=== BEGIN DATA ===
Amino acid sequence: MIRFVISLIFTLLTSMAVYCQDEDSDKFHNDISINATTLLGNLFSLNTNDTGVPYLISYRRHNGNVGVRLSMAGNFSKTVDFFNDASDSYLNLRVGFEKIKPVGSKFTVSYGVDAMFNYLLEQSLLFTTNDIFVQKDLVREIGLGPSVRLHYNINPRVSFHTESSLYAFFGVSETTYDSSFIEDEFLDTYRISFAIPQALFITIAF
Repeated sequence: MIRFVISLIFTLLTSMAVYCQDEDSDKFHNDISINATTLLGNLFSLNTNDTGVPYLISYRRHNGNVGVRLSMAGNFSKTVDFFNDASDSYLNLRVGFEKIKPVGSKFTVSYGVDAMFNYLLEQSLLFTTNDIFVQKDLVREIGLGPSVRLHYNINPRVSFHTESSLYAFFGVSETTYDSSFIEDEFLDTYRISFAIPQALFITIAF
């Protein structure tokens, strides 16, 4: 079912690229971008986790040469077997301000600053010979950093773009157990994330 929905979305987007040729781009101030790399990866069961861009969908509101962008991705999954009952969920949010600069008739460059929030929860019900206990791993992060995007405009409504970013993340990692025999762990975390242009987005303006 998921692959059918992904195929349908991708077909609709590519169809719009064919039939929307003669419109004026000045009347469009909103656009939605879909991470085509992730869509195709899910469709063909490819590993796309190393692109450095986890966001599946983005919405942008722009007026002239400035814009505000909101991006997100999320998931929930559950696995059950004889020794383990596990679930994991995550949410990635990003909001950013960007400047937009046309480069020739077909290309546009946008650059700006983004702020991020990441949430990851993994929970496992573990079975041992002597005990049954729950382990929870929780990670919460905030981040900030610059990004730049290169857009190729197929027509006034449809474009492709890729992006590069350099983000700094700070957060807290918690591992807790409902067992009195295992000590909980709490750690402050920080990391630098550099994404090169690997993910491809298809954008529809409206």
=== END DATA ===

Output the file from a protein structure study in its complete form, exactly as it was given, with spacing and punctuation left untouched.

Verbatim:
Amino acid sequence: MIRFVISLIFTLLTSMAVYCQDEDSDKFHNDISINATTLLGNLFSLNTNDTGVPYLISYRRHNGNVGVRLSMAGNFSKTVDFFNDASDSYLNLRVGFEKIKPVGSKFTVSYGVDAMFNYLLEQSLLFTTNDIFVQKDLVREIGLGPSVRLHYNINPRVSFHTESSLYAFFGVSETTYDSSFIEDEFLDTYRISFAIPQALFITIAF
Repeated sequence: MIRFVISLIFTLLTSMAVYCQDEDSDKFHNDISINATTLLGNLFSLNTNDTGVPYLISYRRHNGNVGVRLSMAGNFSKTVDFFNDASDSYLNLRVGFEKIKPVGSKFTVSYGVDAMFNYLLEQSLLFTTNDIFVQKDLVREIGLGPSVRLHYNINPRVSFHTESSLYAFFGVSETTYDSSFIEDEFLDTYRISFAIPQALFITIAF
């Protein structure tokens, strides 16, 4: 079912690229971008986790040469077997301000600053010979950093773009157990994330 929905979305987007040729781009101030790399990866069961861009969908509101962008991705999954009952969920949010600069008739460059929030929860019900206990791993992060995007405009409504970013993340990692025999762990975390242009987005303006 998921692959059918992904195929349908991708077909609709590519169809719009064919039939929307003669419109004026000045009347469009909103656009939605879909991470085509992730869509195709899910469709063909490819590993796309190393692109450095986890966001599946983005919405942008722009007026002239400035814009505000909101991006997100999320998931929930559950696995059950004889020794383990596990679930994991995550949410990635990003909001950013960007400047937009046309480069020739077909290309546009946008650059700006983004702020991020990441949430990851993994929970496992573990079975041992002597005990049954729950382990929870929780990670919460905030981040900030610059990004730049290169857009190729197929027509006034449809474009492709890729992006590069350099983000700094700070957060807290918690591992807790409902067992009195295992000590909980709490750690402050920080990391630098550099994404090169690997993910491809298809954008529809409206």